Surviving Genocide: Native Nations and the United States from the American Revolution to Bleeding Kansas: Jeffrey Ostler

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Surviving Genocide: Native Nations and the United States from the American Revolution to Bleeding Kansas – Jeffrey Ostler – 9780300255362 – Yale University Press – Paperback – 544 pages – September 22, 2020 – $25 – ebook versions available at lower prices

“A landmark book essential to understanding American history, Surviving Genocide is an act of courage. Ostler’s brilliant concept of reconstructing ‘an Indigenous consciousness of genocide’ is significant for its insight into how American Indians understood, discussed, and resisted genocidal threats to their families, communities, and nations. His modern vocabulary of ‘atrocities’ and ‘killing fields’ is not for political effect but appropriate to the brutal reality of Indian policy in American history.”—Brenda Child, Northrop Professor of American Studies, University of Minnesota

Even though many of us feel we are familiar with the story of the “settling” of America by Europeans and the dispossession of indigenous people, reading Jeffrey Ostler’s book, part one of a major two-volume history, will educate every single one of us to a better understanding of the full scope of the takeover of a continent by invading Europeans. Conquest and genocide are terms we seem unable to apply to our own history, preferring still a more sanitized version of the centuries long overwhelming of the people who lived here before Europeans arrived in force.

Ostler has spent years of research documenting the governmentally sanctioned use of force to remove or kill the indigenous people who were inconveniently in the way of the relentless expansion of the American republic. In this book he documents the losses from the violence – massacres, destruction of habitat and lifeways, diseases and cultural upheaval suffered sequentially by native peoples for hundreds of years as first colonial settlers and then Americans flooded the continent. This volume covers the story of the eastern United States from the 1750s to the beginning of the Civil War that set the stage for the post-Civil War expansion that is perhaps the better known narrative – buffalo, horses, trains, Crazy Horse and the Lakota being so much a part of popular culture imagery. As Ostler shows, the way this played out was not “inevitable” and Manifest Destiny was neither. The indigenous people were outnumbered, but often not out maneuvered or outwitted, and their ability to survive the nightmares of dispossession and attempted genocide is heroic.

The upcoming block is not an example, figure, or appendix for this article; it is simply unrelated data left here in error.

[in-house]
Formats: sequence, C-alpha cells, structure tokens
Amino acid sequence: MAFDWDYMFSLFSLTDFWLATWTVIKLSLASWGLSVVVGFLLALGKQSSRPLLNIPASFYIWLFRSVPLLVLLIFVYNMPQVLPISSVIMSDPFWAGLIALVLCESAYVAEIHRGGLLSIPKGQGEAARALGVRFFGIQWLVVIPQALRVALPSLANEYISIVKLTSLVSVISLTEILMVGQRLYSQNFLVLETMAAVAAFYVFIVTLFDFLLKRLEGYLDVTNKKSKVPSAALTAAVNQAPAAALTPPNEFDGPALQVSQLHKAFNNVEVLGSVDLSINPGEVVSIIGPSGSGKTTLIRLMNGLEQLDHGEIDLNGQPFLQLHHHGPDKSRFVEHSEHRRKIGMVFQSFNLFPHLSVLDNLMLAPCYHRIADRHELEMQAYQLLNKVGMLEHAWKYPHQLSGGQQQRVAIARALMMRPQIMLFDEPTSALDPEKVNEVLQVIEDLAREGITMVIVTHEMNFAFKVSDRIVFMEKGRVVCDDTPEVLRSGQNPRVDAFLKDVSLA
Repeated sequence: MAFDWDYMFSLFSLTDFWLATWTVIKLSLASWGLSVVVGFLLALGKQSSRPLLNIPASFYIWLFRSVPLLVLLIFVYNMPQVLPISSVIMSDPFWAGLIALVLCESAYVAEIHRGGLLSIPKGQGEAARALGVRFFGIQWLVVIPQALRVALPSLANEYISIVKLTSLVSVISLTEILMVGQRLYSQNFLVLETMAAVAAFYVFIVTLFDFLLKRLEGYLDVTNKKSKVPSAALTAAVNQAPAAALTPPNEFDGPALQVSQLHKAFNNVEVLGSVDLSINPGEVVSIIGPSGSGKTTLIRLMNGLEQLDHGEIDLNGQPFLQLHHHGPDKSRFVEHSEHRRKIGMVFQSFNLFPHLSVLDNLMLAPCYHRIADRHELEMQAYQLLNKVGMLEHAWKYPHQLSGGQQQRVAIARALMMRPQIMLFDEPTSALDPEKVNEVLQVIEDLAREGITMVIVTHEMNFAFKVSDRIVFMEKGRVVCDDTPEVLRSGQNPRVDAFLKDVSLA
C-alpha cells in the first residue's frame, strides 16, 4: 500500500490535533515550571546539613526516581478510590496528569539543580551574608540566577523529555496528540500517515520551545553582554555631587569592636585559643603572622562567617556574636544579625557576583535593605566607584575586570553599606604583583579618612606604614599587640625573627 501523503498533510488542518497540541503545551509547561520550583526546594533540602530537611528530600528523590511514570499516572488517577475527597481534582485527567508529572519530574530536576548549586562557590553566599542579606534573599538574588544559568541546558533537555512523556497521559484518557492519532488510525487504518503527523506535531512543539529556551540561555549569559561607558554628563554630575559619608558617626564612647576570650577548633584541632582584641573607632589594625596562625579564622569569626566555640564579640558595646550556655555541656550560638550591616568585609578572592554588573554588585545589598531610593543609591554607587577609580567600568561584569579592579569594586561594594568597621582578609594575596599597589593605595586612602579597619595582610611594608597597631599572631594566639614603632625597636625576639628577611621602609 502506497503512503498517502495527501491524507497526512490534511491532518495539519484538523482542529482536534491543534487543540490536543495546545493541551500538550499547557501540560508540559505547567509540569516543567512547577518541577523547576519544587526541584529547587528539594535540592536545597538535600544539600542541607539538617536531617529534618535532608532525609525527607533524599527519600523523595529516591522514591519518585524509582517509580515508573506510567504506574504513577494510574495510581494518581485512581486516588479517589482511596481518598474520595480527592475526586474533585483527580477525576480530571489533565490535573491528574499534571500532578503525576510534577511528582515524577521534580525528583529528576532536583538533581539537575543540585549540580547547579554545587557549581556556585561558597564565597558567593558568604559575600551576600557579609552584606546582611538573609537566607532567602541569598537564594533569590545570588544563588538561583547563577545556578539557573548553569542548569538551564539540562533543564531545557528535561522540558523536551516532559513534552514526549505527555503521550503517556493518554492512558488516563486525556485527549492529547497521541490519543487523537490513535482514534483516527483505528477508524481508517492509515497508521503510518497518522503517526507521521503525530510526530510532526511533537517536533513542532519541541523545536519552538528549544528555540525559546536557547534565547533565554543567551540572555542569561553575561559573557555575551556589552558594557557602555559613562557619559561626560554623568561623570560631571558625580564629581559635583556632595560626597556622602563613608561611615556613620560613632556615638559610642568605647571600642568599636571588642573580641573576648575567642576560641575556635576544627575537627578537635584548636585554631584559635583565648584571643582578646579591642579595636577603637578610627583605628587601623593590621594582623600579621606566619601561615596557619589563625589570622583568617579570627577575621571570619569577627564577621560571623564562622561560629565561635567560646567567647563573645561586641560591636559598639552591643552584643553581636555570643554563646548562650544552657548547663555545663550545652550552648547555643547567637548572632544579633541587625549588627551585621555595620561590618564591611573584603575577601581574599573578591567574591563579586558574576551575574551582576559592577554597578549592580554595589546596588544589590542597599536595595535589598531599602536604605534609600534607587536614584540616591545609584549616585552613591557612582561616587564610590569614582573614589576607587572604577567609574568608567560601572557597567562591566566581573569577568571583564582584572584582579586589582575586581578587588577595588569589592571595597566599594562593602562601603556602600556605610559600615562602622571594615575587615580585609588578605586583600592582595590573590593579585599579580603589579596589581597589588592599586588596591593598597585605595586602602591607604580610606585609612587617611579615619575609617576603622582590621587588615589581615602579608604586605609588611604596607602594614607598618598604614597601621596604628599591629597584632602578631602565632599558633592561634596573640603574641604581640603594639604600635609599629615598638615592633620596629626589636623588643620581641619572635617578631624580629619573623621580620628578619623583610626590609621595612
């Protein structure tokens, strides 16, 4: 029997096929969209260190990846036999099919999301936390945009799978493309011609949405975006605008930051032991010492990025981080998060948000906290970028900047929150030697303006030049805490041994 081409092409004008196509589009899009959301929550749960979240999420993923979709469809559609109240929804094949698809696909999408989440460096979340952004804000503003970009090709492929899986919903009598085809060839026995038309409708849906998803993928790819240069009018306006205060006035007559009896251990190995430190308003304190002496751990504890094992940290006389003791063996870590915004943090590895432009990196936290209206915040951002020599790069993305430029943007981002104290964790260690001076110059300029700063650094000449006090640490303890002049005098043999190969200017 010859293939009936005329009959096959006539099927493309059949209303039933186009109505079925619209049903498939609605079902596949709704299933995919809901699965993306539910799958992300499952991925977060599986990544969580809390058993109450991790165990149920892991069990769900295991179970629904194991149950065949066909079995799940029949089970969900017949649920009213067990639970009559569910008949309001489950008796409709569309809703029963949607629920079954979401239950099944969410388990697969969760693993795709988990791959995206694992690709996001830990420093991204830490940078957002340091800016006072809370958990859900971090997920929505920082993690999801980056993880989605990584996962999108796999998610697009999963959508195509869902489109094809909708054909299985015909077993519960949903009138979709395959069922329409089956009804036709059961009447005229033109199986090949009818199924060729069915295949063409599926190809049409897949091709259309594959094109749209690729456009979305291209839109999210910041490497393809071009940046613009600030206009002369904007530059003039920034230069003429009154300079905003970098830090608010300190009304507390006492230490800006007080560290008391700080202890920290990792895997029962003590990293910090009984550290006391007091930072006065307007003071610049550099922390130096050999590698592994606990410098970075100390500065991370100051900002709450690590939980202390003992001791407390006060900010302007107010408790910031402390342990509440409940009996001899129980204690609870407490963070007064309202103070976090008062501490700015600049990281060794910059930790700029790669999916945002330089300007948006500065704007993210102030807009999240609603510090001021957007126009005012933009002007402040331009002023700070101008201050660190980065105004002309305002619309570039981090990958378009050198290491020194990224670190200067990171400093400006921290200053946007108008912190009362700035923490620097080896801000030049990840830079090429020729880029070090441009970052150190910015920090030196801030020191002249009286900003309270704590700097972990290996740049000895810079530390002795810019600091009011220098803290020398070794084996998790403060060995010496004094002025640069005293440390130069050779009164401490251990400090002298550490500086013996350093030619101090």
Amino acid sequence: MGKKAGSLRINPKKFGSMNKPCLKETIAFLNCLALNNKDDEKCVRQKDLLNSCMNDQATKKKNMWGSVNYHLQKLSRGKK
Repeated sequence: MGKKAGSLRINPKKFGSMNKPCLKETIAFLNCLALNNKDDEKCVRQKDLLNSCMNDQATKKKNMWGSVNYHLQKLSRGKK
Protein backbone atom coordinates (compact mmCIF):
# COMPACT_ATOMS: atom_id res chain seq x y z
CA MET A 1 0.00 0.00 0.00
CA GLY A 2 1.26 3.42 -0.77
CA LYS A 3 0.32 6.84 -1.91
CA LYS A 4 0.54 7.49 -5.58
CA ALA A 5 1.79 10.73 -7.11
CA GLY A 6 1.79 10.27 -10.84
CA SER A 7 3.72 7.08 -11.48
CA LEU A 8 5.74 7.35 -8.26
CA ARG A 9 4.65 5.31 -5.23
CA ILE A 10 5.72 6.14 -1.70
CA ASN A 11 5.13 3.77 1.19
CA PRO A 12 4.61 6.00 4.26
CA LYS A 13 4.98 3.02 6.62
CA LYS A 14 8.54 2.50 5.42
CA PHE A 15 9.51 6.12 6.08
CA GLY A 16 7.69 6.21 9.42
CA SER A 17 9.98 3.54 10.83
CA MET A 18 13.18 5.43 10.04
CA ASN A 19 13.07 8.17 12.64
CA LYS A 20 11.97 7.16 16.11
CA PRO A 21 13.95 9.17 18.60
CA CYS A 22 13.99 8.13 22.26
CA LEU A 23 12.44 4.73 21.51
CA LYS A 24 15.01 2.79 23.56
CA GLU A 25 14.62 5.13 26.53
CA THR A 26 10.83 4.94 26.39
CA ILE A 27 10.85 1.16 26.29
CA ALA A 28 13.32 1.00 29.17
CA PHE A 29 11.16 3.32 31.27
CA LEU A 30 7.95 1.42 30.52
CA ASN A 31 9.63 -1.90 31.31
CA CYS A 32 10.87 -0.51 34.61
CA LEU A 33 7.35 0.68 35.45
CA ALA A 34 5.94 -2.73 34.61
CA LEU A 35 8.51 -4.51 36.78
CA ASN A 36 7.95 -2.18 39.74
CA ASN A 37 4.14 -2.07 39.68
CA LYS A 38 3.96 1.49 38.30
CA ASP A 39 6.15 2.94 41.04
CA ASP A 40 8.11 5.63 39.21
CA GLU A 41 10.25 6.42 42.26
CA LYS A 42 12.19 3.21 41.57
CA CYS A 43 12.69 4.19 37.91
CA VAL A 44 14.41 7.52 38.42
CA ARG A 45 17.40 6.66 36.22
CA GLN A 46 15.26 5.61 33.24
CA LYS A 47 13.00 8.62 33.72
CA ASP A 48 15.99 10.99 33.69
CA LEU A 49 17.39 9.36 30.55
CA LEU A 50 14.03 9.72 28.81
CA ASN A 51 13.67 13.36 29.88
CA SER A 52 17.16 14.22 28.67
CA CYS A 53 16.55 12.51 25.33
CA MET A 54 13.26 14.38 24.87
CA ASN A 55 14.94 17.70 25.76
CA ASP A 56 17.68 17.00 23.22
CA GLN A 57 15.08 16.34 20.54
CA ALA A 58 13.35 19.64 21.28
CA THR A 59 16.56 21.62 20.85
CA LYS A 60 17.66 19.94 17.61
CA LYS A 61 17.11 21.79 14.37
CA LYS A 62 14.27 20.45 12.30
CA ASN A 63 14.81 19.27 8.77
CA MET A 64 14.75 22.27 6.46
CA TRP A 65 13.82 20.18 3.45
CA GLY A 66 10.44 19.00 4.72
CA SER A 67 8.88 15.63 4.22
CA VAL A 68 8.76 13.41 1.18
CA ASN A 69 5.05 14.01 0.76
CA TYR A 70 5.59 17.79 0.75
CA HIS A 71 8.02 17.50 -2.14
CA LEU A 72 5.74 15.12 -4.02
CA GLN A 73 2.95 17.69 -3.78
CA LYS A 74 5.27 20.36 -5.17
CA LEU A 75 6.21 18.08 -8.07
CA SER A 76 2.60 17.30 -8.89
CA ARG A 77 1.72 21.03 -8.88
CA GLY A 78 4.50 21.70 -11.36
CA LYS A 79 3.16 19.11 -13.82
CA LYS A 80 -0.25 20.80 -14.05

As Americans, it is sometimes difficult to look at our own history with honesty. It is often said that the “original sin” of America is slavery, but I think we must grapple with the actuality that there are two essentially economic-based social and cultural wounds at the heart of the American project. First, there is the forced dispossession of the people who were on the land itself, and second, the forced migration and enslavement of Africans for the benefit of white Americans and their economic development. We must learn as much as we can about the history of the last five hundred years in North America in an unromanticized, clear-eyed effort to fully comprehend what our forebears did in the course of creating the American dream all of us are allowed thereby to enjoy. The truth in all its complexity should serve as counterweight to the false narratives and self-serving images we choose to live by, all created as a form of ongoing social control.

Indigenous people have survived despite the many attempts to extirpate them or to forcibly transform and bend their cultures into the conquerors’ image of what “civilization” looks like. Still, the traumatic effects of conquest need to be recognized, acknowledged and repaired and it would be no small thing to recognize formally that a genocide was in play, with all the social and political results that term carries with it. This book and presumably the subsequent volume in Ostler’s work, should help us move in that direction.

The book is well written, hard to put down and completely engrossing; its authoritative and well-researched approach makes it a powerful document and well worth your time to read.

I’m grateful for Jeffrey Ostler for taking the time to talk to me about this book and for Yale University Press for alerting me to it.

Jeffrey Ostler is Beekman Professor of Northwest and Pacific History at the University of Oregon and the author of The Lakotas and the Black Hills and The Plains Sioux and U.S. Colonialism from Lewis and Clark to Wounded Knee.

Buy the book at Bookshop.org

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